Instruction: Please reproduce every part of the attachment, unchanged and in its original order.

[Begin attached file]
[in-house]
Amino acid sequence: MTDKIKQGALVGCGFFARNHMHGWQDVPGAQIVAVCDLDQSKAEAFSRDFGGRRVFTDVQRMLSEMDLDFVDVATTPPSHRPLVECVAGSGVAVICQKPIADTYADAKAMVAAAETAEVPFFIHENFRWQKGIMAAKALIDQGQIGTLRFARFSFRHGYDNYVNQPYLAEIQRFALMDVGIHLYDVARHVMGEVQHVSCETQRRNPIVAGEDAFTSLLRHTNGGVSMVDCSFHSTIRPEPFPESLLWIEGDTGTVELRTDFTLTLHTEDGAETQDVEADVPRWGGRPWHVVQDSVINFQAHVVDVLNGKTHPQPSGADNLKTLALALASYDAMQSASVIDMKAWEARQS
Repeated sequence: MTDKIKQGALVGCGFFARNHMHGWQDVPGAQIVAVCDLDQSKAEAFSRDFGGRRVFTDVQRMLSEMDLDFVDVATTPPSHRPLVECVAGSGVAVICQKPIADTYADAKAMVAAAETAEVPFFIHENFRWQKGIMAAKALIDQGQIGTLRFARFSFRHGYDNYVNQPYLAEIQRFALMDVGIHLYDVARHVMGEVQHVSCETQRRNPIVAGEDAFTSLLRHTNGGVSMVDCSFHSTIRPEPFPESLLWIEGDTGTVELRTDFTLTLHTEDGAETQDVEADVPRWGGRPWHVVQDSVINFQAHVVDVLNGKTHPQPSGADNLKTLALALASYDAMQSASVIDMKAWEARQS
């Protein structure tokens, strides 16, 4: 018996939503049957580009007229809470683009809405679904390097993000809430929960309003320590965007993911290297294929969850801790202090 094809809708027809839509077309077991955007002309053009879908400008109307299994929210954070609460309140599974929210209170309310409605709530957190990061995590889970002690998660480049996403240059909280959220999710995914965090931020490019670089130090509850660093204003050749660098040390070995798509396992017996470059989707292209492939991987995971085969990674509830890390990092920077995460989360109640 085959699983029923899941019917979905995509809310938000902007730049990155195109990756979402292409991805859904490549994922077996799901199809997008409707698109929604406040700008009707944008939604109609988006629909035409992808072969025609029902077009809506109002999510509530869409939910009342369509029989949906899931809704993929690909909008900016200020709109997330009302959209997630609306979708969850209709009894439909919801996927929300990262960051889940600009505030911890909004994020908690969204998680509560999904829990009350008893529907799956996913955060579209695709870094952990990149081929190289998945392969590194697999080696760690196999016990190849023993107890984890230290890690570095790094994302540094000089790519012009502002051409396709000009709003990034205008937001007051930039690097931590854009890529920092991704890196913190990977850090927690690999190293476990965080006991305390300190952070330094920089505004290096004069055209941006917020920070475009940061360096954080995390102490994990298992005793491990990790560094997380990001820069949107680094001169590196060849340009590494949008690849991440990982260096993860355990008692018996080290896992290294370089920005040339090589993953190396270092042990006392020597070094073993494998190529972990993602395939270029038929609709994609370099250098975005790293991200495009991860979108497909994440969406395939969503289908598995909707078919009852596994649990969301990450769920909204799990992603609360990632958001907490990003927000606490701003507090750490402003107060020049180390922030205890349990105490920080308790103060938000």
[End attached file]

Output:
[in-house]
Amino acid sequence: MTDKIKQGALVGCGFFARNHMHGWQDVPGAQIVAVCDLDQSKAEAFSRDFGGRRVFTDVQRMLSEMDLDFVDVATTPPSHRPLVECVAGSGVAVICQKPIADTYADAKAMVAAAETAEVPFFIHENFRWQKGIMAAKALIDQGQIGTLRFARFSFRHGYDNYVNQPYLAEIQRFALMDVGIHLYDVARHVMGEVQHVSCETQRRNPIVAGEDAFTSLLRHTNGGVSMVDCSFHSTIRPEPFPESLLWIEGDTGTVELRTDFTLTLHTEDGAETQDVEADVPRWGGRPWHVVQDSVINFQAHVVDVLNGKTHPQPSGADNLKTLALALASYDAMQSASVIDMKAWEARQS
Repeated sequence: MTDKIKQGALVGCGFFARNHMHGWQDVPGAQIVAVCDLDQSKAEAFSRDFGGRRVFTDVQRMLSEMDLDFVDVATTPPSHRPLVECVAGSGVAVICQKPIADTYADAKAMVAAAETAEVPFFIHENFRWQKGIMAAKALIDQGQIGTLRFARFSFRHGYDNYVNQPYLAEIQRFALMDVGIHLYDVARHVMGEVQHVSCETQRRNPIVAGEDAFTSLLRHTNGGVSMVDCSFHSTIRPEPFPESLLWIEGDTGTVELRTDFTLTLHTEDGAETQDVEADVPRWGGRPWHVVQDSVINFQAHVVDVLNGKTHPQPSGADNLKTLALALASYDAMQSASVIDMKAWEARQS
């Protein structure tokens, strides 16, 4: 018996939503049957580009007229809470683009809405679904390097993000809430929960309003320590965007993911290297294929969850801790202090 094809809708027809839509077309077991955007002309053009879908400008109307299994929210954070609460309140599974929210209170309310409605709530957190990061995590889970002690998660480049996403240059909280959220999710995914965090931020490019670089130090509850660093204003050749660098040390070995798509396992017996470059989707292209492939991987995971085969990674509830890390990092920077995460989360109640 085959699983029923899941019917979905995509809310938000902007730049990155195109990756979402292409991805859904490549994922077996799901199809997008409707698109929604406040700008009707944008939604109609988006629909035409992808072969025609029902077009809506109002999510509530869409939910009342369509029989949906899931809704993929690909909008900016200020709109997330009302959209997630609306979708969850209709009894439909919801996927929300990262960051889940600009505030911890909004994020908690969204998680509560999904829990009350008893529907799956996913955060579209695709870094952990990149081929190289998945392969590194697999080696760690196999016990190849023993107890984890230290890690570095790094994302540094000089790519012009502002051409396709000009709003990034205008937001007051930039690097931590854009890529920092991704890196913190990977850090927690690999190293476990965080006991305390300190952070330094920089505004290096004069055209941006917020920070475009940061360096954080995390102490994990298992005793491990990790560094997380990001820069949107680094001169590196060849340009590494949008690849991440990982260096993860355990008692018996080290896992290294370089920005040339090589993953190396270092042990006392020597070094073993494998190529972990993602395939270029038929609709994609370099250098975005790293991200495009991860979108497909994440969406395939969503289908598995909707078919009852596994649990969301990450769920909204799990992603609360990632958001907490990003927000606490701003507090750490402003107060020049180390922030205890349990105490920080308790103060938000």